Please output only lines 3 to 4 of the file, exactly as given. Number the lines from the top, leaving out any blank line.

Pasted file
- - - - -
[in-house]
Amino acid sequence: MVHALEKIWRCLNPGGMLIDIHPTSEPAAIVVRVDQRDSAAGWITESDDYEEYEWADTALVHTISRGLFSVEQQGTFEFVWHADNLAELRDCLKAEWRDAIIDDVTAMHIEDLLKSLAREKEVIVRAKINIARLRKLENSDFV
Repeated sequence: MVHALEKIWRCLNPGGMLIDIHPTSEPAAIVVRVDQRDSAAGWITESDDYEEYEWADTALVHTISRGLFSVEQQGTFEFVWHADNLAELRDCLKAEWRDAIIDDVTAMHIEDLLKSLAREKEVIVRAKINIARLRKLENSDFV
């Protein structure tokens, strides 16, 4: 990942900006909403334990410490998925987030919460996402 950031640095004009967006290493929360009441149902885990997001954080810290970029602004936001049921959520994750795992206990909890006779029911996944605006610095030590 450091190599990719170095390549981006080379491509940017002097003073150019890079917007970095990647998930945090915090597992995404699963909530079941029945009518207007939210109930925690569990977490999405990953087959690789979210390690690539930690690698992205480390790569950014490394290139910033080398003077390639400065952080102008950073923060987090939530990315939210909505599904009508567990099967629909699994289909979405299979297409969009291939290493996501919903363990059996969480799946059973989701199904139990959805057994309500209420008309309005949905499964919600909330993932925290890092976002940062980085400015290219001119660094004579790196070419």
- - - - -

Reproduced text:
Repeated sequence: MVHALEKIWRCLNPGGMLIDIHPTSEPAAIVVRVDQRDSAAGWITESDDYEEYEWADTALVHTISRGLFSVEQQGTFEFVWHADNLAELRDCLKAEWRDAIIDDVTAMHIEDLLKSLAREKEVIVRAKINIARLRKLENSDFV
């Protein structure tokens, strides 16, 4: 990942900006909403334990410490998925987030919460996402 950031640095004009967006290493929360009441149902885990997001954080810290970029602004936001049921959520994750795992206990909890006779029911996944605006610095030590 450091190599990719170095390549981006080379491509940017002097003073150019890079917007970095990647998930945090915090597992995404699963909530079941029945009518207007939210109930925690569990977490999405990953087959690789979210390690690539930690690698992205480390790569950014490394290139910033080398003077390639400065952080102008950073923060987090939530990315939210909505599904009508567990099967629909699994289909979405299979297409969009291939290493996501919903363990059996969480799946059973989701199904139990959805057994309500209420008309309005949905499964919600909330993932925290890092976002940062980085400015290219001119660094004579790196070419």